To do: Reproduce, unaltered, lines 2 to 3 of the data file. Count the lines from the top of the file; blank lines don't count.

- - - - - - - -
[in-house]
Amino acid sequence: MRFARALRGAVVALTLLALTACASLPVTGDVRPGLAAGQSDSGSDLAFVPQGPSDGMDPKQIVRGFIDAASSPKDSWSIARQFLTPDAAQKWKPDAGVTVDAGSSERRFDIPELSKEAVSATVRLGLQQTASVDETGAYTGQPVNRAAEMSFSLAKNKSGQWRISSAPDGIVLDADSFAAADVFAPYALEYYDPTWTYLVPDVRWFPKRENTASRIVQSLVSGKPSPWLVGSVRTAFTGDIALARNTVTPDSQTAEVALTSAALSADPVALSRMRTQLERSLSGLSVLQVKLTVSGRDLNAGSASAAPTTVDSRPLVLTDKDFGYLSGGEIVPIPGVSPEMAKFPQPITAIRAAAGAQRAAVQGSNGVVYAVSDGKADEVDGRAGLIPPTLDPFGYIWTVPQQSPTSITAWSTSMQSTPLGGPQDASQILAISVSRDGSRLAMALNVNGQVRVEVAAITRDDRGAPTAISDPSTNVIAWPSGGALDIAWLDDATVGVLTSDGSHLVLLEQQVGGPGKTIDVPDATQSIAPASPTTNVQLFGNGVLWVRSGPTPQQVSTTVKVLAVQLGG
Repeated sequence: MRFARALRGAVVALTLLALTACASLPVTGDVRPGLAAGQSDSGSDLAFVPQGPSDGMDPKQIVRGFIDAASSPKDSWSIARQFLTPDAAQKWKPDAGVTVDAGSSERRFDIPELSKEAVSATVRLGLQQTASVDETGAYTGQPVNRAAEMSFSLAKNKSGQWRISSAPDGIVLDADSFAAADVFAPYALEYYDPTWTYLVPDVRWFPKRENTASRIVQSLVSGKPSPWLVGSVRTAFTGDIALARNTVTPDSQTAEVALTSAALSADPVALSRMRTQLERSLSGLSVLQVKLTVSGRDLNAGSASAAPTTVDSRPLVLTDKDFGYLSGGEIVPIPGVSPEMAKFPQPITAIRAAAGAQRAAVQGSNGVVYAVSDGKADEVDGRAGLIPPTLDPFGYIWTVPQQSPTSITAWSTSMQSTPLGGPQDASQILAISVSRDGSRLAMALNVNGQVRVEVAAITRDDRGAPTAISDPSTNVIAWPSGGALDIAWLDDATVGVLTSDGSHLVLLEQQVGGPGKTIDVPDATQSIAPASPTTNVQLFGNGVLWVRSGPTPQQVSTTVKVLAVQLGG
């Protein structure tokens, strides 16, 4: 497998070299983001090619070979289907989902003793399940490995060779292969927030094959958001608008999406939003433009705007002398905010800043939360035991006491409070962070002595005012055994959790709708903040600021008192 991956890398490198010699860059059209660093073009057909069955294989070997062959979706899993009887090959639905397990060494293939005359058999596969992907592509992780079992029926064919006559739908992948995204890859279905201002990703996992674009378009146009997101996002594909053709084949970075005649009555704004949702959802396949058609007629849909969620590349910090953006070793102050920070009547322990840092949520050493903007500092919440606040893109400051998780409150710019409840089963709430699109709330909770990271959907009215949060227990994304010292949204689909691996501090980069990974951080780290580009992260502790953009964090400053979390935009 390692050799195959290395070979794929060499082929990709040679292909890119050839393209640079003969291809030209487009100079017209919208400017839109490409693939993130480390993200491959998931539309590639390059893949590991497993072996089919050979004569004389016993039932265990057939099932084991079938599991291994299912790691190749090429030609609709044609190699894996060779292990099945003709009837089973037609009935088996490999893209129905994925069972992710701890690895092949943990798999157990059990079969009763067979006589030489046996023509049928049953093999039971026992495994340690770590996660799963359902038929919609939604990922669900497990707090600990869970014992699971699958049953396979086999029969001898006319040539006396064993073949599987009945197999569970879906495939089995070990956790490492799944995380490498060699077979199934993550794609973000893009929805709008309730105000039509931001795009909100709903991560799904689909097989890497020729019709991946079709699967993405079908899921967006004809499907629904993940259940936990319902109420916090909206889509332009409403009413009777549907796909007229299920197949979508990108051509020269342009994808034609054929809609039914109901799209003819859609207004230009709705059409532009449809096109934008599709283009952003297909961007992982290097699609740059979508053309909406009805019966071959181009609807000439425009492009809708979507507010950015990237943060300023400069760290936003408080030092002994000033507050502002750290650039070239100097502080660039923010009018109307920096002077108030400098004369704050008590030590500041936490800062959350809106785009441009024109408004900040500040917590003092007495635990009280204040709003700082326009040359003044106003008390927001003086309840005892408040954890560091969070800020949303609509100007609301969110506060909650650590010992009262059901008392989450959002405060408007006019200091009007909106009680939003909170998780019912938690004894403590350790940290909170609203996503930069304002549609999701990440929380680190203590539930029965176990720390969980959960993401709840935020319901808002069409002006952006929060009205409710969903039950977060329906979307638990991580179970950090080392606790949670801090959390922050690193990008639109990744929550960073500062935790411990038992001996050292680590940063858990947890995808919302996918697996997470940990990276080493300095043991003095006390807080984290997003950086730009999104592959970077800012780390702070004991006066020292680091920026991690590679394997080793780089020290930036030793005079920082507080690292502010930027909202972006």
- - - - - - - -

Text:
Amino acid sequence: MRFARALRGAVVALTLLALTACASLPVTGDVRPGLAAGQSDSGSDLAFVPQGPSDGMDPKQIVRGFIDAASSPKDSWSIARQFLTPDAAQKWKPDAGVTVDAGSSERRFDIPELSKEAVSATVRLGLQQTASVDETGAYTGQPVNRAAEMSFSLAKNKSGQWRISSAPDGIVLDADSFAAADVFAPYALEYYDPTWTYLVPDVRWFPKRENTASRIVQSLVSGKPSPWLVGSVRTAFTGDIALARNTVTPDSQTAEVALTSAALSADPVALSRMRTQLERSLSGLSVLQVKLTVSGRDLNAGSASAAPTTVDSRPLVLTDKDFGYLSGGEIVPIPGVSPEMAKFPQPITAIRAAAGAQRAAVQGSNGVVYAVSDGKADEVDGRAGLIPPTLDPFGYIWTVPQQSPTSITAWSTSMQSTPLGGPQDASQILAISVSRDGSRLAMALNVNGQVRVEVAAITRDDRGAPTAISDPSTNVIAWPSGGALDIAWLDDATVGVLTSDGSHLVLLEQQVGGPGKTIDVPDATQSIAPASPTTNVQLFGNGVLWVRSGPTPQQVSTTVKVLAVQLGG
Repeated sequence: MRFARALRGAVVALTLLALTACASLPVTGDVRPGLAAGQSDSGSDLAFVPQGPSDGMDPKQIVRGFIDAASSPKDSWSIARQFLTPDAAQKWKPDAGVTVDAGSSERRFDIPELSKEAVSATVRLGLQQTASVDETGAYTGQPVNRAAEMSFSLAKNKSGQWRISSAPDGIVLDADSFAAADVFAPYALEYYDPTWTYLVPDVRWFPKRENTASRIVQSLVSGKPSPWLVGSVRTAFTGDIALARNTVTPDSQTAEVALTSAALSADPVALSRMRTQLERSLSGLSVLQVKLTVSGRDLNAGSASAAPTTVDSRPLVLTDKDFGYLSGGEIVPIPGVSPEMAKFPQPITAIRAAAGAQRAAVQGSNGVVYAVSDGKADEVDGRAGLIPPTLDPFGYIWTVPQQSPTSITAWSTSMQSTPLGGPQDASQILAISVSRDGSRLAMALNVNGQVRVEVAAITRDDRGAPTAISDPSTNVIAWPSGGALDIAWLDDATVGVLTSDGSHLVLLEQQVGGPGKTIDVPDATQSIAPASPTTNVQLFGNGVLWVRSGPTPQQVSTTVKVLAVQLGG